According to the U.S. Department of State: “ The government authorizes three different entities to investigate criminal activity. The Ministry of Interior controls the police, who are responsible for law enforcement, maintenance of order, and the investigation of general crime. The National Security Service (NSS), headed by a chairman who reports directly to the president, deals with a broad range of national security and intelligence problems, including terrorism, corruption, organized crime, and narcotics. [Source: “Country Reports on Human Rights Practices for 2014: Uzbekistan ,” Bureau of Democracy, Human Rights and Labor, U.S. Department of State \*\]
Prosecutors investigate violent crimes such as homicide as well as corruption by officials and abuse of power. Where jurisdictions overlap, the agencies determine among themselves which should take the lead. The Ministry of Internal Affairs’ main investigations directorate had internal procedures to investigate abuses and discipline officers accused of human rights violations, but the government rarely punished officials who committed human rights abuses. A human rights and legal education department within the ministry investigated some police brutality cases. The Human Rights Ombudsman’s Office, affiliated with parliament, also has the power to investigate cases, although its decisions on such investigations have no binding authority. \*\
Corruption and Other Problems with Uzbekistan’s Police
Organized crime and corruption are widespread and deeply entrenched throughout Uzbekistan, especially in the law enforcement community itself. According to experts, the government corruption scandals that attracted international attention in the 1980s were symptomatic of a high degree of corruption endemic in the system. In a society of tremendous economic shortage and tight political control from the top down, the government and criminal world become intertwined. [Source: Library of Congress, March 1996 *]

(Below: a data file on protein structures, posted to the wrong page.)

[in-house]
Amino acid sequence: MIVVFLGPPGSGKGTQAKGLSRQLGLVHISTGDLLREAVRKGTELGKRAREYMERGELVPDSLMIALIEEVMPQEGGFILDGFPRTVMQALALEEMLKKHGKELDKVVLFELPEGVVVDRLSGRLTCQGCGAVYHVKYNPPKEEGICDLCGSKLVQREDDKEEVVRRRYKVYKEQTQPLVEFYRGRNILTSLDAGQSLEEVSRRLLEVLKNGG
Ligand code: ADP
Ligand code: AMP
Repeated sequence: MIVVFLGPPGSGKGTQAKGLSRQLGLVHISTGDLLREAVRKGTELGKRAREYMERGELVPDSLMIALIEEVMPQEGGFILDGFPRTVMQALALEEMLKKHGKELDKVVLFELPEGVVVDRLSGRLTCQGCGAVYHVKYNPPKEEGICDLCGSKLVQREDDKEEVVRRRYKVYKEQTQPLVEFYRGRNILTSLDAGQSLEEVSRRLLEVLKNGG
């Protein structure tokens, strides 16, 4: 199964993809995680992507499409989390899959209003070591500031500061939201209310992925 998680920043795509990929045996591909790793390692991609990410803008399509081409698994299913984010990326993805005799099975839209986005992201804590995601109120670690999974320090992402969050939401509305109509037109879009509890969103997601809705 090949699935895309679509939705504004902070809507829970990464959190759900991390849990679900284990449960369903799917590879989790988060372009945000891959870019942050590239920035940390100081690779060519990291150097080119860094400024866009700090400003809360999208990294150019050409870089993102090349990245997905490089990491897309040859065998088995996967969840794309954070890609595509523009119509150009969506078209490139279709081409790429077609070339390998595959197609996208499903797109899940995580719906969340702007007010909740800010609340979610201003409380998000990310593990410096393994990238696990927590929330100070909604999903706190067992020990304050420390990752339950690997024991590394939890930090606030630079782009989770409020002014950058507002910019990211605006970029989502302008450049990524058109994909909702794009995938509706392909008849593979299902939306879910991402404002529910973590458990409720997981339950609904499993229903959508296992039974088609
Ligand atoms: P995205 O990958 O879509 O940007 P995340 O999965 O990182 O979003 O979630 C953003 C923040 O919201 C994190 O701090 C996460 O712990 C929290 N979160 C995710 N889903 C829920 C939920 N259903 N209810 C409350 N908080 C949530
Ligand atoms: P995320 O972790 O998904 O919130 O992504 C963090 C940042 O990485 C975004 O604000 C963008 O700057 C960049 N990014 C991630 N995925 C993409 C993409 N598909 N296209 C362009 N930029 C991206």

Police have been known to either solicit bribes in order to supplement their salaries or readily accept bribes when offered. Citizens routinely have been required to pay bribes for all common services. More than two-thirds of respondents in a recent survey of Uzbekistan's citizens stated that bribes are absolutely necessary to receive services that nominally are available to all. These bribes often involve enormous sums of money: in 1993 admission to a prestigious institution of higher learning, while technically free, commonly cost nearly 1 million Russian rubles, or more than twice the average annual salary in Uzbekistan in 1993.
Narcotics and weapons trafficking are only an extension of this system, widely viewed as sustained and supported by law enforcement and government officials themselves. In the same survey, a majority of Uzbekistanis stated that bribery occurs routinely in the police department, in the courts, and in the office of the state procurator, the chief prosecutor in the national judicial system. About 25 percent of police surveyed agreed that other officers were involved in the sale of drugs or taking bribes. *
Prisons in Uzbekistan
In the early 2000, 63,000 people were officially in Uzbek prisons. Some human rights estimated the true figure could have been near 200,000. Many are them were believed to have been innocent, placed there after drugs or banned religious literature was placed on them and then given long sentences after being fingered as an Islamist or other threat to the government.
According to the U.S. Department of State: “The government reported there were approximately 43,900 prisoners, a decrease of an estimated 3,000 prisoners since 2013. Men, women, and juvenile offenders were held in separate facilities. There were reports that in some facilities inmates convicted of attempting to overturn the constitutional order were held separately and that prison officials did not allow inmates convicted under religious extremism charges to interact with other inmates. [Source: “Country Reports on Human Rights Practices for 2014: Uzbekistan ,” Bureau of Democracy, Human Rights and Labor, U.S. Department of State \*\]